This course introduces students to the major social and psychological theories employed in studying family processes and in studying how families function in society today. In addition, the course engages students in an examination of their own families. Key features of this course are that students do a modified social history and case study of their own families. Students demonstrate competence by applying the content of the course in their analysis of their own family's social/psychological analysis.

Full course description for The Family: A Social/Psychological Exploration

This course familiarizes students with the diversity that exists in families. It is intended for students who want to gain a better understanding of the family, and for students specializing in psychology or human services related fields. Structural inequalities in society based on wealth, race/ethnicity and gender are presented as key determinants in the diversity of family forms and in differing experiences within families.

Full course description for Family: Racial, Gender and Class Dimensions

This course considers the impact of public choices on life within families. It is generally offered during the state legislative session in order to give students opportunity to participate in the legislative process. The policy issues covered vary from year to year. Topics may cover competing rights of children and parents, culturally-specific/friendly family policy, international family policy comparisons, and other family policy issues.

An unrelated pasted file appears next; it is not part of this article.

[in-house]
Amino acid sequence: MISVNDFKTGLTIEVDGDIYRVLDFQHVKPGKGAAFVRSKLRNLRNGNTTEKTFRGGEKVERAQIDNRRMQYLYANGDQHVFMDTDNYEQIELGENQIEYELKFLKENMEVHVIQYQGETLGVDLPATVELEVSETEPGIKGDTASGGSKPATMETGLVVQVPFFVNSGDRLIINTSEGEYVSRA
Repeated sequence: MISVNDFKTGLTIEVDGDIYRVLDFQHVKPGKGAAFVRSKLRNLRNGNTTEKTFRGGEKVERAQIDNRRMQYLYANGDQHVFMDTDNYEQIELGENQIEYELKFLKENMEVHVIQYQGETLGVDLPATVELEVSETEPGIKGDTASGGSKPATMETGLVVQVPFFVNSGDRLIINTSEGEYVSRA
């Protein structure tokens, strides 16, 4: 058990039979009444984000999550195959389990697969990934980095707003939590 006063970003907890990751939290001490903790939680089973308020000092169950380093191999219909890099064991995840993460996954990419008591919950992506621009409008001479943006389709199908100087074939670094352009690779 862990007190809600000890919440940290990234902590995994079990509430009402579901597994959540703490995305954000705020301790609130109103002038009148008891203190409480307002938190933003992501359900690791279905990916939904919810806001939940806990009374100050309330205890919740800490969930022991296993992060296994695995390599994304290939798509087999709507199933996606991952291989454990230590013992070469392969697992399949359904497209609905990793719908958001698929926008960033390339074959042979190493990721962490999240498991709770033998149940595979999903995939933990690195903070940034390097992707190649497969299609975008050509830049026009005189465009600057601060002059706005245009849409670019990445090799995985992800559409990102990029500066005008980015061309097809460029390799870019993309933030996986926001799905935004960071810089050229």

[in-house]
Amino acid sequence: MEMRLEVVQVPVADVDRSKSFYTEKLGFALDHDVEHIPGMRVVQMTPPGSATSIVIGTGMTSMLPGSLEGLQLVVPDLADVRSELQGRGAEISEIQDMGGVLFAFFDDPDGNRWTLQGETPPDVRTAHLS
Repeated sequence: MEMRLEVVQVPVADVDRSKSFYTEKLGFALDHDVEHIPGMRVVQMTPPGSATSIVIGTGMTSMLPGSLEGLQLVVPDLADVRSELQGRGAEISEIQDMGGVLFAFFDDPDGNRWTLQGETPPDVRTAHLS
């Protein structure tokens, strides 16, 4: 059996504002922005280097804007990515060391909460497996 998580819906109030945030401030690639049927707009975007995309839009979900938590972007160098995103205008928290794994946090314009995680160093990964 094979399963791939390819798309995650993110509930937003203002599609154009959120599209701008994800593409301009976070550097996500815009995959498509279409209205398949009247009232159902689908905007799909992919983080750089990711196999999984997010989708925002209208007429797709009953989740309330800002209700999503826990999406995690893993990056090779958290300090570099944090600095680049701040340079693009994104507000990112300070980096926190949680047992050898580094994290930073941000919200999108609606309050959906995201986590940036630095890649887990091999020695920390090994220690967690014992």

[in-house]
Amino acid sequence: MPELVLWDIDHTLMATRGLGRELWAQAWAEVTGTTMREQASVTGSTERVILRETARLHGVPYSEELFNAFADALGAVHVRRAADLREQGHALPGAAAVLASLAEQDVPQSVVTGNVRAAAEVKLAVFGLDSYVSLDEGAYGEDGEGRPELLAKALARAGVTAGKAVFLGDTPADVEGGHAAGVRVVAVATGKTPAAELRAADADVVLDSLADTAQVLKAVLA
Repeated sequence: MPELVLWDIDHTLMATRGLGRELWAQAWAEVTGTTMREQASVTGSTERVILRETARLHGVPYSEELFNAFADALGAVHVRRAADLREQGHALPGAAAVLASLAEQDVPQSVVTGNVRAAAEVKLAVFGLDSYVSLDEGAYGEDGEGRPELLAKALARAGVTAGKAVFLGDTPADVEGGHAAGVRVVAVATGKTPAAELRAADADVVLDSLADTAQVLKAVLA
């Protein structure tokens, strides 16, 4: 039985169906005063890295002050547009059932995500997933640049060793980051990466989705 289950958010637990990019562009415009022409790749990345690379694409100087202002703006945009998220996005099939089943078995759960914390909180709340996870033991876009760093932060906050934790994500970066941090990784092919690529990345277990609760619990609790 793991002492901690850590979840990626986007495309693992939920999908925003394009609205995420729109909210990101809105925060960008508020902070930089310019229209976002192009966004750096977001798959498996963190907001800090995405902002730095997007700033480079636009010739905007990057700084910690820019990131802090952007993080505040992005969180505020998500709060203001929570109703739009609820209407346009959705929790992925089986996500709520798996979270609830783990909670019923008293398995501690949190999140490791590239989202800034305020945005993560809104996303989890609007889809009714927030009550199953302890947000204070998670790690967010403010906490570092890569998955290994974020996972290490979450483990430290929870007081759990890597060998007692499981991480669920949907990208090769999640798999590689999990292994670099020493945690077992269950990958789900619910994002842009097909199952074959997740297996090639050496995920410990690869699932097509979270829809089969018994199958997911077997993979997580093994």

Full course description for Issues and Actions in Family Policy

Until recently, the worlds of family and work were seen as separate spheres. Today, people are aware of the many possible relationships between work and family in society. This course examines the challenges, issues and problems associated with a variety of contemporary work-family patterns including single-provider, dual-provider and single-parent families, and families who own their own businesses.

Full course description for Work and Family

This interdisciplinary course explores historical and contemporary aspects of children's status and roles in family and society, adults' relationships and functions in relation to children, and public policy affecting children in twentieth-century United States. Community and experience-based learning, including a student-designed project, augment class lectures and discussion.

Full course description for Children in U.S. Society